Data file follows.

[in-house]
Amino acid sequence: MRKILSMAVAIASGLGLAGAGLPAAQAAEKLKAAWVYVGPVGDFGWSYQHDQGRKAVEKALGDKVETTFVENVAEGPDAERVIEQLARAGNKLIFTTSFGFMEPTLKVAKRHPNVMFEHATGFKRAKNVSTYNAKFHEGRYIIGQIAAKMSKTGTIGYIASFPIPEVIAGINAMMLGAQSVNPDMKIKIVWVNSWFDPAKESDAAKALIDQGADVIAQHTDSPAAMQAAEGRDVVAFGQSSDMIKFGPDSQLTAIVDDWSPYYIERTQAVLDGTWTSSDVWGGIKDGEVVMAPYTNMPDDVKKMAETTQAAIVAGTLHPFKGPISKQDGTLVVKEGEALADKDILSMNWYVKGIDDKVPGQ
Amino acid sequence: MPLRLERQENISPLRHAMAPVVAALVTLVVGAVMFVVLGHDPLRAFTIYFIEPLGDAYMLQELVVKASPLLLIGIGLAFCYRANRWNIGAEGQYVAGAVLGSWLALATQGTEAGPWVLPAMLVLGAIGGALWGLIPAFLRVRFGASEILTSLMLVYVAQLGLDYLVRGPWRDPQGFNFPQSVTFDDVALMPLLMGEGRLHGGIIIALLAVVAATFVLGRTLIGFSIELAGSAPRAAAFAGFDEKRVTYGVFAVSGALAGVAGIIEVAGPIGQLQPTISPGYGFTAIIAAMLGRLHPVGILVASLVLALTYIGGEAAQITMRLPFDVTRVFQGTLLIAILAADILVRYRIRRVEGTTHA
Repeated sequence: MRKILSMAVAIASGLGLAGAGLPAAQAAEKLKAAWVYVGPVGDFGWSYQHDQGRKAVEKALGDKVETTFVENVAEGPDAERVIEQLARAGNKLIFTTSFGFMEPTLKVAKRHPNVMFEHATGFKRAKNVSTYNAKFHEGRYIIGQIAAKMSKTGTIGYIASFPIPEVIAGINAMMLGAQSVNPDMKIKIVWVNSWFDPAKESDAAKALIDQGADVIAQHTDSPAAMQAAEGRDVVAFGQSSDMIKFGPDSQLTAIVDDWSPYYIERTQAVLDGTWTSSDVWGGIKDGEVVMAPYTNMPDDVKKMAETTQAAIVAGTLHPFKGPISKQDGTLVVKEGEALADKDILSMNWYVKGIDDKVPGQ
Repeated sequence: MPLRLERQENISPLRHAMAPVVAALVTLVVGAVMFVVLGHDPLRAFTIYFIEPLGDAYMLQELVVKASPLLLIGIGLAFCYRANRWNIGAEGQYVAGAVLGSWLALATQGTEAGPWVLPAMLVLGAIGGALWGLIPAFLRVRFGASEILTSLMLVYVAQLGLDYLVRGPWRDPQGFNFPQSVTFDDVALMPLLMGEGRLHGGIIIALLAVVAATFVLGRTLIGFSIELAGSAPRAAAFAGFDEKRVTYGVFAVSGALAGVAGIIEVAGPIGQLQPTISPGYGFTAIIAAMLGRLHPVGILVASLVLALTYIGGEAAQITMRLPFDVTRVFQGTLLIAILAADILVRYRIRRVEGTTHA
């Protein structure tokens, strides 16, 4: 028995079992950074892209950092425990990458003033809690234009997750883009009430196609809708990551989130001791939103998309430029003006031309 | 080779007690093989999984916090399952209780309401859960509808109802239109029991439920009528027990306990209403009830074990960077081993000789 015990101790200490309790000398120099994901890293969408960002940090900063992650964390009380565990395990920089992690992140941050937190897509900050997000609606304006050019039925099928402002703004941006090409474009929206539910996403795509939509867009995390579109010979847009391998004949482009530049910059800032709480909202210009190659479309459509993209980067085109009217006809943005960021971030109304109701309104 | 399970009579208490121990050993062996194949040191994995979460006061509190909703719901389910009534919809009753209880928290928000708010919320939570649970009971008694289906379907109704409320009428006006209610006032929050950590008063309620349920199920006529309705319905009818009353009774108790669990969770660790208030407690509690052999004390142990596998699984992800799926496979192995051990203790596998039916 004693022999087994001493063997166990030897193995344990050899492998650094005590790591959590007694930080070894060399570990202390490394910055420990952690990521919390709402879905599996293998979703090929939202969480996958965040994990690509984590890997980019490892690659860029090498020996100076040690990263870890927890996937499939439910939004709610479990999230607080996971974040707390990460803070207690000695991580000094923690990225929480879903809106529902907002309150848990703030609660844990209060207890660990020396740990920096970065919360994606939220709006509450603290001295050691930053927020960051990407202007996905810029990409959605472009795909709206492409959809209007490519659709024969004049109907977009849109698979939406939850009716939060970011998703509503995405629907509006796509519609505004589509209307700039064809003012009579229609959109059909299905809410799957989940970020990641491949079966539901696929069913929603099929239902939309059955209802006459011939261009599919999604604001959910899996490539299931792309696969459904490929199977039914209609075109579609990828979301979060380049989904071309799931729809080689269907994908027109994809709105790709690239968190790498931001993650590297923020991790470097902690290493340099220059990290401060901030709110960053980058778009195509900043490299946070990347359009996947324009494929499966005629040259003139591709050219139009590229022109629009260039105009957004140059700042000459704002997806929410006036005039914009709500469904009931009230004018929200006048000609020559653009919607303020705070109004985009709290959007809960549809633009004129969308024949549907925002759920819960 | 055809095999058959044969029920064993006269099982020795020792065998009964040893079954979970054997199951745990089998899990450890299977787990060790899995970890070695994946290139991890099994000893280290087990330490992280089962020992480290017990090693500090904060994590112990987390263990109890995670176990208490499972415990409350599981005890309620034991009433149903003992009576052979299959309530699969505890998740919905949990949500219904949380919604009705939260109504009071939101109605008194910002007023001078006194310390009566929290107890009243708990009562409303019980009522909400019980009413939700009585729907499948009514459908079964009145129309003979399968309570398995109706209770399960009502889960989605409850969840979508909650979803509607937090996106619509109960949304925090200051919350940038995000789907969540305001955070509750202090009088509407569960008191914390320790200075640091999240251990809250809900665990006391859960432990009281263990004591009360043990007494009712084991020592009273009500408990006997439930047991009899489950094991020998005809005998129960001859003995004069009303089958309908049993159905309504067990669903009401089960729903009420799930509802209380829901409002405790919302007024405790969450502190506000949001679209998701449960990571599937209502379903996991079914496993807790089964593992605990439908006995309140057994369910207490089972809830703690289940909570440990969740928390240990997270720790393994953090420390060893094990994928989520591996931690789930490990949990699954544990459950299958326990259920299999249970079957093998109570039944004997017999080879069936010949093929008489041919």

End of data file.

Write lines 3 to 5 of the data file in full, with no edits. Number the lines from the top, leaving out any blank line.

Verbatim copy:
Amino acid sequence: MPLRLERQENISPLRHAMAPVVAALVTLVVGAVMFVVLGHDPLRAFTIYFIEPLGDAYMLQELVVKASPLLLIGIGLAFCYRANRWNIGAEGQYVAGAVLGSWLALATQGTEAGPWVLPAMLVLGAIGGALWGLIPAFLRVRFGASEILTSLMLVYVAQLGLDYLVRGPWRDPQGFNFPQSVTFDDVALMPLLMGEGRLHGGIIIALLAVVAATFVLGRTLIGFSIELAGSAPRAAAFAGFDEKRVTYGVFAVSGALAGVAGIIEVAGPIGQLQPTISPGYGFTAIIAAMLGRLHPVGILVASLVLALTYIGGEAAQITMRLPFDVTRVFQGTLLIAILAADILVRYRIRRVEGTTHA
Repeated sequence: MRKILSMAVAIASGLGLAGAGLPAAQAAEKLKAAWVYVGPVGDFGWSYQHDQGRKAVEKALGDKVETTFVENVAEGPDAERVIEQLARAGNKLIFTTSFGFMEPTLKVAKRHPNVMFEHATGFKRAKNVSTYNAKFHEGRYIIGQIAAKMSKTGTIGYIASFPIPEVIAGINAMMLGAQSVNPDMKIKIVWVNSWFDPAKESDAAKALIDQGADVIAQHTDSPAAMQAAEGRDVVAFGQSSDMIKFGPDSQLTAIVDDWSPYYIERTQAVLDGTWTSSDVWGGIKDGEVVMAPYTNMPDDVKKMAETTQAAIVAGTLHPFKGPISKQDGTLVVKEGEALADKDILSMNWYVKGIDDKVPGQ
Repeated sequence: MPLRLERQENISPLRHAMAPVVAALVTLVVGAVMFVVLGHDPLRAFTIYFIEPLGDAYMLQELVVKASPLLLIGIGLAFCYRANRWNIGAEGQYVAGAVLGSWLALATQGTEAGPWVLPAMLVLGAIGGALWGLIPAFLRVRFGASEILTSLMLVYVAQLGLDYLVRGPWRDPQGFNFPQSVTFDDVALMPLLMGEGRLHGGIIIALLAVVAATFVLGRTLIGFSIELAGSAPRAAAFAGFDEKRVTYGVFAVSGALAGVAGIIEVAGPIGQLQPTISPGYGFTAIIAAMLGRLHPVGILVASLVLALTYIGGEAAQITMRLPFDVTRVFQGTLLIAILAADILVRYRIRRVEGTTHA